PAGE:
cost of materials and increased labor put into assembly of FR layouts,
as the powertrain is not one compact unit. However, the difference is
more probably explained by production volumes as most rear-wheel cars
are usually in the sports/performance/luxury categories (which tend to
be more upscale and/or have more powerful engines), while the FF
configuration is typically in mass-produced mainstream cars.
The possibility of a slight loss in the mechanical efficiency of the
drivetrain (approximately 17% coastdown losses between engine flywheel
and road wheels compared to 15% for front-wheel drive –
however these losses are highly dependent on the individual
transmission). Cars with rear engine or mid engine
configuration and a transverse engine layout do not suffer from this.
The long driveshaft (on front engine cars) adds to drivetrain
elasticity. The driveshaft must also be extended for cars with a
stretched wheelbase (e.g. limousines, minivans).
Front-engine, rear-wheel drive derived “F4” layout
Note: in North America, Australia and New Zealand the term "four-wheel
drive" usually refers only to drivetrains which are primarily
two-wheel drive with a part-time four-wheel-drive capability, as
typically found in pickup trucks and other off-road vehicles, while
the term "all-wheel drive" is used to refer to full time
four-wheel-drive systems found in performance cars and smaller
car-based SUVs. This section uses the term four-wheel drive to refer
Main article: four-wheel drive
Most 4WD layouts are front-engine and are derivatives of earlier
front-engine, two-wheel-drive designs. They fall into two major
Front-engine, rear-wheel drive derived 4WD systems, standard in most
sport utility vehicles and in passenger cars, (frequently referred to
as “front engine, rear-wheel drive/four-wheel drive”), forerunners
of today's models include the Jensen FF,
AMC Eagle and Mercedes-Benz
W124 with the
4Matic system and
Suzuki Grand Vitara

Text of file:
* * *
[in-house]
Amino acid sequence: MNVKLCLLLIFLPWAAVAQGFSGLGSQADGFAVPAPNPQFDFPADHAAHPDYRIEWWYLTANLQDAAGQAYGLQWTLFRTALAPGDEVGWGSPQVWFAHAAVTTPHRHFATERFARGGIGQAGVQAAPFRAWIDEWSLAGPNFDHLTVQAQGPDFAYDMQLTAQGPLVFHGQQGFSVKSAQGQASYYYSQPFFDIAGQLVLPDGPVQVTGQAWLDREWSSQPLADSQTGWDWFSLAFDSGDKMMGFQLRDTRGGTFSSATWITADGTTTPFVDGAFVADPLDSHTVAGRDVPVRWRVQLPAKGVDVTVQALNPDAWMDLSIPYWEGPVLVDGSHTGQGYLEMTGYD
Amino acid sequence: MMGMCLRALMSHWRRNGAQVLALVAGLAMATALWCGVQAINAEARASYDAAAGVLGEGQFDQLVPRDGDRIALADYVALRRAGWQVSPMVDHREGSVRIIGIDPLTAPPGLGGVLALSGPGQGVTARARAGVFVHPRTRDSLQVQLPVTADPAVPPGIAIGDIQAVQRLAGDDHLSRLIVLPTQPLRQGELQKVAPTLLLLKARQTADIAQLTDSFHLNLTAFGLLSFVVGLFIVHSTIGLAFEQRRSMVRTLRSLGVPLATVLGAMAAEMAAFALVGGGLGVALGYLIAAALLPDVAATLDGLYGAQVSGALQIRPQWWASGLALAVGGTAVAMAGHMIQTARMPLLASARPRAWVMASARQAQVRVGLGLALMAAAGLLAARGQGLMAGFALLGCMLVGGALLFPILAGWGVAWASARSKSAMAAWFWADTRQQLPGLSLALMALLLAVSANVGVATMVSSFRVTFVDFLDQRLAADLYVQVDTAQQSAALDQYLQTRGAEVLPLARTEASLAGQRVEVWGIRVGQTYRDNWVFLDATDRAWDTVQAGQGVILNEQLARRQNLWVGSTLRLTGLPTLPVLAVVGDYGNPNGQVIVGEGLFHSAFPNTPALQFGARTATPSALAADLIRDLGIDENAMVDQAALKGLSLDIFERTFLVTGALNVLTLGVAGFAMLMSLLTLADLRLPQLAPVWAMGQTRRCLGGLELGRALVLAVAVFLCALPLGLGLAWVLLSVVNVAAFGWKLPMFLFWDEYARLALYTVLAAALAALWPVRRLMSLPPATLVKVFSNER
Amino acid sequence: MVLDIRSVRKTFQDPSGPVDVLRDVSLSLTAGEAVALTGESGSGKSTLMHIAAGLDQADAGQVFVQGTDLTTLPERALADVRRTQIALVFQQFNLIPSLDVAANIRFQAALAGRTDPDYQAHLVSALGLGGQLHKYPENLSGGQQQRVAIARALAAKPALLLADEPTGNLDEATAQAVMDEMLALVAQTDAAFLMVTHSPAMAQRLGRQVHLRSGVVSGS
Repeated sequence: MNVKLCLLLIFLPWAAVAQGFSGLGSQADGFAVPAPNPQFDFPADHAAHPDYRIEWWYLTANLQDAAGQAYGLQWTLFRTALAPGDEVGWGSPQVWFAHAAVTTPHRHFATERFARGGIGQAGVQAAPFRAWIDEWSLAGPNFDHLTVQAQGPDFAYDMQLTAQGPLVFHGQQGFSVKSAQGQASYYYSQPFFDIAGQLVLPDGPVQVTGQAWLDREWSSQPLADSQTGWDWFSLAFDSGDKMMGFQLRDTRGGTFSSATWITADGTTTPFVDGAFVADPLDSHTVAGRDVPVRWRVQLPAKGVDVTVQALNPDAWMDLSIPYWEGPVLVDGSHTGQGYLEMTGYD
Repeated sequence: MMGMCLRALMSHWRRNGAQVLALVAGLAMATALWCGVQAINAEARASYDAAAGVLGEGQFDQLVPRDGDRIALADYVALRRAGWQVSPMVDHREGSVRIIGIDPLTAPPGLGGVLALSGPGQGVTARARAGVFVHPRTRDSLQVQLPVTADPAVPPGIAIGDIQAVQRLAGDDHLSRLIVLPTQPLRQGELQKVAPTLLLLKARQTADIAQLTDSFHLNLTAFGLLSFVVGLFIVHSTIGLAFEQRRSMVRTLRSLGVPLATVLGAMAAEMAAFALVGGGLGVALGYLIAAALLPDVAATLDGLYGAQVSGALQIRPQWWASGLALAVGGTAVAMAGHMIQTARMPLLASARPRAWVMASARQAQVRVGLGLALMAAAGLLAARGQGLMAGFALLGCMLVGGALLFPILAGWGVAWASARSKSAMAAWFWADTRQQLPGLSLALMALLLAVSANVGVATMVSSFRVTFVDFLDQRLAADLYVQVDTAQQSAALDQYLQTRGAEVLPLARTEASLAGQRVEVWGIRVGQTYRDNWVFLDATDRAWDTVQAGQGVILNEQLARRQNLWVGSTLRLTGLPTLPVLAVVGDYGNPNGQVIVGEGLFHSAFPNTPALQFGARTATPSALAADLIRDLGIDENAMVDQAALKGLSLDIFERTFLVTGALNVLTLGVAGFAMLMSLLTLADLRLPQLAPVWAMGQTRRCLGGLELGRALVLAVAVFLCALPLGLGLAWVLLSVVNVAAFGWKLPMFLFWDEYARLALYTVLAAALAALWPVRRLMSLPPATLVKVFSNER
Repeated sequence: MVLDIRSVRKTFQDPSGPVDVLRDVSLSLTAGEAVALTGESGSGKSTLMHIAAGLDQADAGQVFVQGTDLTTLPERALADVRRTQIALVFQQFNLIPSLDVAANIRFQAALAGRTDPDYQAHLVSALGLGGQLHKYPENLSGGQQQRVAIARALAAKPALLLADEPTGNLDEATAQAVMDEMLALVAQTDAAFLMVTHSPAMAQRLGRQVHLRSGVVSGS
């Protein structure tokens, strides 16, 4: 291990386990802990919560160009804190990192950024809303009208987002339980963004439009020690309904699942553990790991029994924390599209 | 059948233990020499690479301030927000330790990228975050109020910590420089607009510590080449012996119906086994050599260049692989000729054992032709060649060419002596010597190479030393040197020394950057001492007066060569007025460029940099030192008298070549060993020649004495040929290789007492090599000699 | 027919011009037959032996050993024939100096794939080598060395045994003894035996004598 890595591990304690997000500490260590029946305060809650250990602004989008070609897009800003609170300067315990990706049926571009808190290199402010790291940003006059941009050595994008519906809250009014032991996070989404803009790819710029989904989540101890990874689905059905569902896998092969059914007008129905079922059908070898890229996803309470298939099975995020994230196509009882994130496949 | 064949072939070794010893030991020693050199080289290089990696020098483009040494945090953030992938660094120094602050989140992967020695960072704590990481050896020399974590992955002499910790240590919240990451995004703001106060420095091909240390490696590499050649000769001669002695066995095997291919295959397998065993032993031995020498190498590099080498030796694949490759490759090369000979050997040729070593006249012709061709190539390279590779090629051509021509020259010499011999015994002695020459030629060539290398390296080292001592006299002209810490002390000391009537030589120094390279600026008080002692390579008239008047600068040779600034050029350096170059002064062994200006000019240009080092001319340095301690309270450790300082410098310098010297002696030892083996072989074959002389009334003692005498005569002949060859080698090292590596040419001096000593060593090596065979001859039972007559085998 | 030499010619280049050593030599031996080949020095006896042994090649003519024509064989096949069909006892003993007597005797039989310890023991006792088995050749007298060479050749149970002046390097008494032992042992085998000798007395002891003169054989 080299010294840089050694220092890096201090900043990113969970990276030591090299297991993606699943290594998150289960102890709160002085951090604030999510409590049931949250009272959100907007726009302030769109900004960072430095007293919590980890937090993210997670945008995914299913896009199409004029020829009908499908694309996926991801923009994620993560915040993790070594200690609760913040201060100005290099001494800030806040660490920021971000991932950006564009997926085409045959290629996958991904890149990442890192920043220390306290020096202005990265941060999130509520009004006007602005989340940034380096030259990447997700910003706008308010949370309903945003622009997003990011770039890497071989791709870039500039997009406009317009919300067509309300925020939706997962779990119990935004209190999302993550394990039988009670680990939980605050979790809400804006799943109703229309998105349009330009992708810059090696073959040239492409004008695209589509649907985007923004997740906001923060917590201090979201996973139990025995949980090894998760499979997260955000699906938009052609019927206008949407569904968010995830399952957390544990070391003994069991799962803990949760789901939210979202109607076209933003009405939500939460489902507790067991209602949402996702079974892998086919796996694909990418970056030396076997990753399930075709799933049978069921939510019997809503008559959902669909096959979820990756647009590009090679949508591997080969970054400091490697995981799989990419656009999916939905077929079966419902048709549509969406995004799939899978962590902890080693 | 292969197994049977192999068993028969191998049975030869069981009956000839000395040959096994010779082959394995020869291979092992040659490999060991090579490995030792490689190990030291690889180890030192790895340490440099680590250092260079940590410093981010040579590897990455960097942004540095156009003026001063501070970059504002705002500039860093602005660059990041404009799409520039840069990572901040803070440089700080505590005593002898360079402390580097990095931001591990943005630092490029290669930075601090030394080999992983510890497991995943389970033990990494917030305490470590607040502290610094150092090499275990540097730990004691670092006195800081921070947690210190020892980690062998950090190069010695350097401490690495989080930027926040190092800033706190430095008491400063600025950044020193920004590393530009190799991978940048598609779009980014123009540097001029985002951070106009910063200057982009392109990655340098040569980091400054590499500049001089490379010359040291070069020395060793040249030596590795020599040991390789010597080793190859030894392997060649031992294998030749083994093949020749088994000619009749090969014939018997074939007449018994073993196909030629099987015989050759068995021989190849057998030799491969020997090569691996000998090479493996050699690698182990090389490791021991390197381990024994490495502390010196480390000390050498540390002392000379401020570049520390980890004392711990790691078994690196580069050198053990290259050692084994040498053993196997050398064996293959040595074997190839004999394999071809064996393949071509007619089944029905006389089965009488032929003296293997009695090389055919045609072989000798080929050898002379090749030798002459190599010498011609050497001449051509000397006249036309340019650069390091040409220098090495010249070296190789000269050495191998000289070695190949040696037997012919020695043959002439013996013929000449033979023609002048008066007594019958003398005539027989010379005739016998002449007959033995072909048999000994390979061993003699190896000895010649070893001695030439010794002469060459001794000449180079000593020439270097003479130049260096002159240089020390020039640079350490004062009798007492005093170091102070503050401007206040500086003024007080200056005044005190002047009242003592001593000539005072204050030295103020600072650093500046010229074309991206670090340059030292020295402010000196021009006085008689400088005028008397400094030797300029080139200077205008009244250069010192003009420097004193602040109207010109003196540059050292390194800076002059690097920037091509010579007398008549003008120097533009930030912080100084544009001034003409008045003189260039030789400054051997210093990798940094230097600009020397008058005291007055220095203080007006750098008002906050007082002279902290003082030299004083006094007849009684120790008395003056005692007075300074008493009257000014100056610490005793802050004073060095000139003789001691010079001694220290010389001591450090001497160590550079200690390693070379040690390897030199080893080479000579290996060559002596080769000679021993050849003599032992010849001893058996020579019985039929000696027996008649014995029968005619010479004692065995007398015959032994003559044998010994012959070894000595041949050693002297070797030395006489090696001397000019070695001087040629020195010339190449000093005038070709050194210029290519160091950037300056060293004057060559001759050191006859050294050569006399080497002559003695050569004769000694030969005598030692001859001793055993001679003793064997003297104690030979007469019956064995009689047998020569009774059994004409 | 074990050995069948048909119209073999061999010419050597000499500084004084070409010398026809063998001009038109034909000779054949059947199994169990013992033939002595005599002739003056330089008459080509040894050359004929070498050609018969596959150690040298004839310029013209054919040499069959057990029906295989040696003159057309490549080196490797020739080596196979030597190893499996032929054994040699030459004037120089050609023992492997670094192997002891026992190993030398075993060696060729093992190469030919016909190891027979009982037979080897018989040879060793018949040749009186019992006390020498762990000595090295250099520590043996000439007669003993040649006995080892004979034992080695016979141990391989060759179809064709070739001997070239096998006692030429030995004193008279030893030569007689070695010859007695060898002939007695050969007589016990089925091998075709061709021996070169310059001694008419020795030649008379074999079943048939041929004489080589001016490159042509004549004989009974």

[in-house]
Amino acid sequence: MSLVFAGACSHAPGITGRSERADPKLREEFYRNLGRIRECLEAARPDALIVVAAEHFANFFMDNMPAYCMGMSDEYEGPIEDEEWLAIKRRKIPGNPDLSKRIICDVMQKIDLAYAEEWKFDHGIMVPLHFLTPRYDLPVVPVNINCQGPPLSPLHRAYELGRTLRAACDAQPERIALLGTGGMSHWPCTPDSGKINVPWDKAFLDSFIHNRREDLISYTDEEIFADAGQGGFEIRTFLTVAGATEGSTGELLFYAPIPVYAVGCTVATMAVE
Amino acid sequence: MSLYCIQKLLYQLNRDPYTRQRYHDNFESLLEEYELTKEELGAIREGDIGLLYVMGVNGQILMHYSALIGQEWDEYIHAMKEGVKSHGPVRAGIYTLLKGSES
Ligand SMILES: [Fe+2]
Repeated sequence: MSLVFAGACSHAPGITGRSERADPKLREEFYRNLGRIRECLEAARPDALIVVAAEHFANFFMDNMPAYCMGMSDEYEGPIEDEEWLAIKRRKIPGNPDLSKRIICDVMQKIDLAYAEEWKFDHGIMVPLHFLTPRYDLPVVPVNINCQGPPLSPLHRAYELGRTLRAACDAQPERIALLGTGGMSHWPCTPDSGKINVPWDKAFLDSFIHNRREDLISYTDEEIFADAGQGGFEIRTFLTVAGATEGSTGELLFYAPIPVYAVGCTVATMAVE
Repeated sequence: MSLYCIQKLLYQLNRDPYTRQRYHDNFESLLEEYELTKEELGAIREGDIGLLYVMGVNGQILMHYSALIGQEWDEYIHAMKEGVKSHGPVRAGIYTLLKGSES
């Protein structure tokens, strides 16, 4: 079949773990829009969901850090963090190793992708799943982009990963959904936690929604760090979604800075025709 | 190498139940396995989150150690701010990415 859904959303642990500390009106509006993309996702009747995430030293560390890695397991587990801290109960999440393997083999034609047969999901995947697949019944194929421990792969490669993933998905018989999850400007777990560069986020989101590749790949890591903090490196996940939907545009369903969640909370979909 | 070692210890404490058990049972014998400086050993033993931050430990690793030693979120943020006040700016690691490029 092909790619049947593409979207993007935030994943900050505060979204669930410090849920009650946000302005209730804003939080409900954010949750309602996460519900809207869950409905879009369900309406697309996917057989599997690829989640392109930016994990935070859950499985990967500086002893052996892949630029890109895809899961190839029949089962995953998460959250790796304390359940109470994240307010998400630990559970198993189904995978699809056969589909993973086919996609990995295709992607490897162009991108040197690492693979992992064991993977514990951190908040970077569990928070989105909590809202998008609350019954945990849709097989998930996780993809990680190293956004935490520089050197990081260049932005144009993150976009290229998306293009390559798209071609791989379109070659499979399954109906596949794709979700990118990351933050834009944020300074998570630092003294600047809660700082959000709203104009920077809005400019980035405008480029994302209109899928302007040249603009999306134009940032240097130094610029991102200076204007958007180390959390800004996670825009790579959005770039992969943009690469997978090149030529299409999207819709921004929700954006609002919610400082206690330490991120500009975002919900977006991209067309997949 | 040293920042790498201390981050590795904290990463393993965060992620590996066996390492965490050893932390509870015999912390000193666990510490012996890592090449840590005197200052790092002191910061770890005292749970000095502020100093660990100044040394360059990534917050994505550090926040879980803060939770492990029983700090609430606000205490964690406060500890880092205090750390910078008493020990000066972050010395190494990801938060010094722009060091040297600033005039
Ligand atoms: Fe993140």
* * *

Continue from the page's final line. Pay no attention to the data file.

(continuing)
Suzuki Grand Vitara with/without 4
mode transfer case.
Transverse and longitudinal engine 4WD systems derived almost
exclusively from front-engine, front-drive layouts, fitted to luxury,
sporting and heavy duty segments, for example the transverse-engine
Mitsubishi 3000GT VR-4 and
Toyota RAV4 and the longitudinal-engine
Audi Quattro and most of the
For a full explanation of 4WD engineering considerations, see the main
article on four-wheel drive.
In terms of handling, traction and performance, 4WD systems generally
have most of the advantages of both front-wheel drive and rear-wheel
drive. Some unique benefits are:
Traction is nearly doubled compared to a two-wheel-drive layout. Given
sufficient power, this results in unparalleled acceleration and
driveability on surfaces with less than ideal grip, and superior
engine braking on loose surfaces. The development of 4WD systems for
high performance cars was stimulated primarily by rallying.
Handling characteristics in normal conditions can be configured to
emulate FWD or RWD, or some mixture, even to switch between these
behaviours according to circumstance. However, at the limit of grip, a
well balanced 4WD configuration will not degenerate into either
understeer or oversteer, but instead break traction of all 4 wheels at
the same time into a four-wheel drift. Combined with modern electronic
driving aids, this flexibility allows production car engineers a wide
range of freedom in selecting handling characteristics that will allow
a 4WD car to be driven more safely at higher speeds by inexpert
motorists than 2WD designs.
4WD systems require more machinery and complex transmission
components, and so increase the manufacturing cost of the vehicle and
complexity of maintenance procedures and repairs compared to 2WD
4WD systems increase powertrain mass, rotational inertia and power
transmission losses, resulting in a reduction in performance in ideal
dry conditions and increased fuel consumption compared to 2WD designs
The handbrake may not be used to induce oversteer for maneuvering
purposes, as the drivetrain couples the front and rear axles together.
To overcome this limitation, some custom prepared stage rally cars